The Origins of Jewish Performance

From Prohibition to Precedent.

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By the 16th century the Purimspiel grew more structured and resembled a Fastnachtspiel, a German carnival play. In the late 17th century, other biblical stories were adapted for the Purimspiel including the sale of Joseph by his brothers, and David's defeat of Goliath. These formed the basis for what would become Yiddish theatre in Europe. Though most rules relaxed on Purim, as cross-dressing and inebriation become permissible, German rabbis at times cracked down on lewdness in many Purimspiels, and banned their practice.

Theatre in Hebrew sprang from the seeds Yehuda Sommo planted. This 16th century theatrical producer in Mantua, Italy authored the oldest existing Hebrew play, Tzachut Bedichuta de Kiddushin ("The Comedy of Betrothal"). A farcical comedy written in the popular Italian style, it is based on a talmudic passage in Tractate Gittin (8b and 9a) concerning a master bequeathing all his possessions, except one, to his slave. While amusingly critiquing the Jewish community's dealings surrounding betrothal and marriage, this play proved the literary potential of the Hebrew language and marks the beginning of Hebrew theatre.

In Mantua, the center of new Italian drama, Sommo's Jewish community had its own theatre company. Though it operated in a ghetto, this theatre company performed annually for Mantua’s dukes. Its Friday performances started early to ensure they did not conflict with the Sabbath, and its success was largely a credit to the vision of Sommo.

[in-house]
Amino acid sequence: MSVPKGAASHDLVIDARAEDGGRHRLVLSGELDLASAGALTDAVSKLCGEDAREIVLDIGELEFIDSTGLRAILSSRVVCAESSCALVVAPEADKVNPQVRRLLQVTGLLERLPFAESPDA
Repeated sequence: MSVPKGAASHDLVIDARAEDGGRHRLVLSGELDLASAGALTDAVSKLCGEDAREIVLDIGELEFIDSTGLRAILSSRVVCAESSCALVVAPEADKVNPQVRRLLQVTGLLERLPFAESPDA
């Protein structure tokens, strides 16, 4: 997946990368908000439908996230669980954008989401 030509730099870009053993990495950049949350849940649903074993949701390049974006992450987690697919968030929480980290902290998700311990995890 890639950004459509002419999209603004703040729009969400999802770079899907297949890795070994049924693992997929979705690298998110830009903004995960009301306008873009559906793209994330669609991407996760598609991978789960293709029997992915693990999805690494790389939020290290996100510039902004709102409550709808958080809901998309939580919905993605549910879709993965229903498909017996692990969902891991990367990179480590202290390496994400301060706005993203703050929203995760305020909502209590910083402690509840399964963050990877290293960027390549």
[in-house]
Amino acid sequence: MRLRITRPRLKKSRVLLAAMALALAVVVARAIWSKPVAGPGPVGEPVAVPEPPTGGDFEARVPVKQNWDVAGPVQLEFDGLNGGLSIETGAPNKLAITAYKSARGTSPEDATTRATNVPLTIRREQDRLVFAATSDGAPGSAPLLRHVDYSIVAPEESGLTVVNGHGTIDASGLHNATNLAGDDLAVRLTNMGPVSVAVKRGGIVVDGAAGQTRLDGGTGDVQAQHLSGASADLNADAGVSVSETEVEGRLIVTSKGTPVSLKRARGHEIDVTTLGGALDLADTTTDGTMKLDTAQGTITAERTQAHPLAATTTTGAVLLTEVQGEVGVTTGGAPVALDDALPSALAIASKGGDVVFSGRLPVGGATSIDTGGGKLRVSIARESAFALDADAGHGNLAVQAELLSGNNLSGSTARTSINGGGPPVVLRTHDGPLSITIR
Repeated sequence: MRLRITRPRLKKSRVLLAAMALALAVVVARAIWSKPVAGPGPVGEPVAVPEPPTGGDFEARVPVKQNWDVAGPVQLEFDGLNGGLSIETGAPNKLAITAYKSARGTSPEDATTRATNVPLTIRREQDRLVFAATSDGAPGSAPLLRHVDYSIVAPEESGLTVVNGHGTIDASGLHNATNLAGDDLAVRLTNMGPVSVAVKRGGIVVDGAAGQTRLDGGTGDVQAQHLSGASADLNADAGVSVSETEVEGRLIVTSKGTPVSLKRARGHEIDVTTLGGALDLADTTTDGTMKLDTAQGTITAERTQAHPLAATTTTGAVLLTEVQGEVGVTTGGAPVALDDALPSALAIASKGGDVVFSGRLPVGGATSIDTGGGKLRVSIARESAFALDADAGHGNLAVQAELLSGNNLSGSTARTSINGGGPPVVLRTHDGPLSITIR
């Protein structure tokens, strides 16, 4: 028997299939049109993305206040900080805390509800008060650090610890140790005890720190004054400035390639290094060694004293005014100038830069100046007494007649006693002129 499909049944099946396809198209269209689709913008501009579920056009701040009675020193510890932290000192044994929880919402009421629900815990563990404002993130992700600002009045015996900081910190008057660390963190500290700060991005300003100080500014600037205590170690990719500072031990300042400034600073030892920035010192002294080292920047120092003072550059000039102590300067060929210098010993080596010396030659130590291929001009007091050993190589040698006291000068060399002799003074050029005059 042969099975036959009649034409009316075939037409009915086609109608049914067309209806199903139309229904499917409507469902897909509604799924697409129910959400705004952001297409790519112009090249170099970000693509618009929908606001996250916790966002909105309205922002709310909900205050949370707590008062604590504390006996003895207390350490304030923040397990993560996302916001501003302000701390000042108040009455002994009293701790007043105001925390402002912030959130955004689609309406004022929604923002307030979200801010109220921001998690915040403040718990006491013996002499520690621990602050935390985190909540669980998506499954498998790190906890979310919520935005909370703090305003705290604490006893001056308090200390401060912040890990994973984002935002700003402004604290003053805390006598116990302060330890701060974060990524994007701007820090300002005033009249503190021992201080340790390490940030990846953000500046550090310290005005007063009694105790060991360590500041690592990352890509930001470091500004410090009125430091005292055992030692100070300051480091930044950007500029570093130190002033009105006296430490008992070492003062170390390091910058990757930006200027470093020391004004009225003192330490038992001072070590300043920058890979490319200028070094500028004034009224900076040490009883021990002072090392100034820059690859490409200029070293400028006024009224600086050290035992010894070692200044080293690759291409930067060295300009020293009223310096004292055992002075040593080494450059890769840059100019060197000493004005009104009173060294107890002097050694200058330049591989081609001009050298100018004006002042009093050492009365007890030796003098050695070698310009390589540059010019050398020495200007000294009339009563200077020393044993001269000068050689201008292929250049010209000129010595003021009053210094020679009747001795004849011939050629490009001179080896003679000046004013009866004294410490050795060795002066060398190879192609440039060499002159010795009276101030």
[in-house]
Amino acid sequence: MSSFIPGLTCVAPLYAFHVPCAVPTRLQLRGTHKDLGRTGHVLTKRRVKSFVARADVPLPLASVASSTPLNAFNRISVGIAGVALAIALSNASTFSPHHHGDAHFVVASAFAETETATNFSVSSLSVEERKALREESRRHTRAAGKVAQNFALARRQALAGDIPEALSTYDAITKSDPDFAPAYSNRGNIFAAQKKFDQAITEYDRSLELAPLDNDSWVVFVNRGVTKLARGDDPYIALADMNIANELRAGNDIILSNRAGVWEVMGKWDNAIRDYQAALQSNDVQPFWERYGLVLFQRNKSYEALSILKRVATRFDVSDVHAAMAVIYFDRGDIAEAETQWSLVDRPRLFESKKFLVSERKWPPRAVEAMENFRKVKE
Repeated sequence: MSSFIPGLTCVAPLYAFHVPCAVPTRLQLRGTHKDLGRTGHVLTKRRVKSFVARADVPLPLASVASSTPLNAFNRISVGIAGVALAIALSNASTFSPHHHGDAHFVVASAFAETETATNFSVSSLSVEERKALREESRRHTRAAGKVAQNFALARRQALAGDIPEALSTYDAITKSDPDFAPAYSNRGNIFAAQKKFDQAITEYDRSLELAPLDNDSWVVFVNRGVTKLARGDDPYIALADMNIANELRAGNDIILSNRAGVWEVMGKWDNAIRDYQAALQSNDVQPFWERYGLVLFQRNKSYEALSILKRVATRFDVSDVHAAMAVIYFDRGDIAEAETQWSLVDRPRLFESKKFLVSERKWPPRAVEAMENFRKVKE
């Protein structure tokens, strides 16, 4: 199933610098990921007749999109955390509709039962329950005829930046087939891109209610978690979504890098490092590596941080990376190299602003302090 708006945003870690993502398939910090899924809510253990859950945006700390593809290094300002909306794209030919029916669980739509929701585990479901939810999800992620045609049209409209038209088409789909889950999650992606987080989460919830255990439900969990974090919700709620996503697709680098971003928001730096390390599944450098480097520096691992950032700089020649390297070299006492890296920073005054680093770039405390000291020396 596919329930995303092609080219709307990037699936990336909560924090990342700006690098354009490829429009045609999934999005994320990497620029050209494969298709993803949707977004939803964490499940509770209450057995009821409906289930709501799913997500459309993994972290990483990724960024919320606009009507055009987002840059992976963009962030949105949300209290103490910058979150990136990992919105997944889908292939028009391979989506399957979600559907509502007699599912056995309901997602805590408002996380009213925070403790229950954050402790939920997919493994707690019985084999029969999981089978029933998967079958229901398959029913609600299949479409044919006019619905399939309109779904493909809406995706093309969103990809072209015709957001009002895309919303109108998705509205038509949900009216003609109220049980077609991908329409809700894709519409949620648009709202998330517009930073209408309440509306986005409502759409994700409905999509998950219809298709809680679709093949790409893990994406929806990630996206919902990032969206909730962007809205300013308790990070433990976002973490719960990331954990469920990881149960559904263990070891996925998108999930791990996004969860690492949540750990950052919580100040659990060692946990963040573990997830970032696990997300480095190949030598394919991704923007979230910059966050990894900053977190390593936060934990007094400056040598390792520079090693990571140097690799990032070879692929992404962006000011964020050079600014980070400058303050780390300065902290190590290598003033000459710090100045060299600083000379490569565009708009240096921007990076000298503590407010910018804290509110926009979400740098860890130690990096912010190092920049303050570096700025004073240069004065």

Having earned acclaim beyond Jewish circles as a theatrical authority and innovator in Europe, Sommo was the only Jewish writer admitted into Mantua's Accademia degli Invaghiti (Academy of the Infatuated Ones--a society for noblemen and scholars). In 1580 Sommo was exempted from wearing the yellow badge required of Jews, and in 1585 he was allowed to purchase property on which the community's synagogue was built.

Sommo bridged worlds. He argued in both his plays and theoretical writings that the idea of Jewish theatre is no paradox.  According to his Comedy of Betrothal, Jewish theatre’s lofty aim is “to glorify the Torah, to study and to teach and do what is good and right in the eyes of the Lord and Man." In his Dialogues on the Art of the Stage he asserted that the biblical Book of Job, written in mostly dialogue, was the first dramatic text in recorded history--and that this form was appropriated by the Greek playwrights.

The Book of Job, his argument went, granted precedent and legitimacy for Jewish involvement in theatre. By dissociating Jewish theatre from the Hellenistic pagan tradition, Sommo opened the door for Jewish theatre of subsequent generations.

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Yoni Oppenheim is a theatre director living in New York and the associate editor of the Jewish Play Catalogue. He holds a B.F.A. in Drama from NYU and is a candidate for an M. Ph. in Ibsen Studies at the University of Oslo.